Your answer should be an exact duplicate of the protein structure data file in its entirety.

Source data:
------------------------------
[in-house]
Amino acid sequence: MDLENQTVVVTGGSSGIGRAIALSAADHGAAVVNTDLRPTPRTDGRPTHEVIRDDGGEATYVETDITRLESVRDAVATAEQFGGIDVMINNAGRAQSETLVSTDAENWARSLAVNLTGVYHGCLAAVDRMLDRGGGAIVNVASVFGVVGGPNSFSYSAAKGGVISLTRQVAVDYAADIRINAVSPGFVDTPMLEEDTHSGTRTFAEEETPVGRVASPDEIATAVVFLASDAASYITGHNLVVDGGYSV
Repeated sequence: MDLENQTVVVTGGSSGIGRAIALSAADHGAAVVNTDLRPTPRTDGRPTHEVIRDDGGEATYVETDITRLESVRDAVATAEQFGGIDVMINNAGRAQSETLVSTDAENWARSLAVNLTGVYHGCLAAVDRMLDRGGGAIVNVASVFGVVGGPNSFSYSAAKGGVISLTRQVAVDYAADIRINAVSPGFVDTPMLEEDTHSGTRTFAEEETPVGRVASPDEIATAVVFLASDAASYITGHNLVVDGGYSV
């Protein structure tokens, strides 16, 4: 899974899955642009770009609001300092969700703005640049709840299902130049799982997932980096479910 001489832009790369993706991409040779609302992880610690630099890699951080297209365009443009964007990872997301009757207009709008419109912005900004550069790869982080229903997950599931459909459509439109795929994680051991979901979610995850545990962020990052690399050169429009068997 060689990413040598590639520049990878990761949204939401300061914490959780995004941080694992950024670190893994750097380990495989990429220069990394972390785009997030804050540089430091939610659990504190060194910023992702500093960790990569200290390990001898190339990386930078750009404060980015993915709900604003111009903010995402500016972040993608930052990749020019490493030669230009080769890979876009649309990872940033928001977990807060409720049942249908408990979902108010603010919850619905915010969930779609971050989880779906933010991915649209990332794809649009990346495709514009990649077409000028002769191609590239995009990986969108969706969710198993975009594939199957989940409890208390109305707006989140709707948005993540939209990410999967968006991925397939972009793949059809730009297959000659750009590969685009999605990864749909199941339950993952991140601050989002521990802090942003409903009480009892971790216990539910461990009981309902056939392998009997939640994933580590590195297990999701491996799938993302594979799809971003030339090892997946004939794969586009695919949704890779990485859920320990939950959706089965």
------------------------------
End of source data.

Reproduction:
[in-house]
Amino acid sequence: MDLENQTVVVTGGSSGIGRAIALSAADHGAAVVNTDLRPTPRTDGRPTHEVIRDDGGEATYVETDITRLESVRDAVATAEQFGGIDVMINNAGRAQSETLVSTDAENWARSLAVNLTGVYHGCLAAVDRMLDRGGGAIVNVASVFGVVGGPNSFSYSAAKGGVISLTRQVAVDYAADIRINAVSPGFVDTPMLEEDTHSGTRTFAEEETPVGRVASPDEIATAVVFLASDAASYITGHNLVVDGGYSV
Repeated sequence: MDLENQTVVVTGGSSGIGRAIALSAADHGAAVVNTDLRPTPRTDGRPTHEVIRDDGGEATYVETDITRLESVRDAVATAEQFGGIDVMINNAGRAQSETLVSTDAENWARSLAVNLTGVYHGCLAAVDRMLDRGGGAIVNVASVFGVVGGPNSFSYSAAKGGVISLTRQVAVDYAADIRINAVSPGFVDTPMLEEDTHSGTRTFAEEETPVGRVASPDEIATAVVFLASDAASYITGHNLVVDGGYSV
């Protein structure tokens, strides 16, 4: 899974899955642009770009609001300092969700703005640049709840299902130049799982997932980096479910 001489832009790369993706991409040779609302992880610690630099890699951080297209365009443009964007990872997301009757207009709008419109912005900004550069790869982080229903997950599931459909459509439109795929994680051991979901979610995850545990962020990052690399050169429009068997 060689990413040598590639520049990878990761949204939401300061914490959780995004941080694992950024670190893994750097380990495989990429220069990394972390785009997030804050540089430091939610659990504190060194910023992702500093960790990569200290390990001898190339990386930078750009404060980015993915709900604003111009903010995402500016972040993608930052990749020019490493030669230009080769890979876009649309990872940033928001977990807060409720049942249908408990979902108010603010919850619905915010969930779609971050989880779906933010991915649209990332794809649009990346495709514009990649077409000028002769191609590239995009990986969108969706969710198993975009594939199957989940409890208390109305707006989140709707948005993540939209990410999967968006991925397939972009793949059809730009297959000659750009590969685009999605990864749909199941339950993952991140601050989002521990802090942003409903009480009892971790216990539910461990009981309902056939392998009997939640994933580590590195297990999701491996799938993302594979799809971003030339090892997946004939794969586009695919949704890779990485859920320990939950959706089965």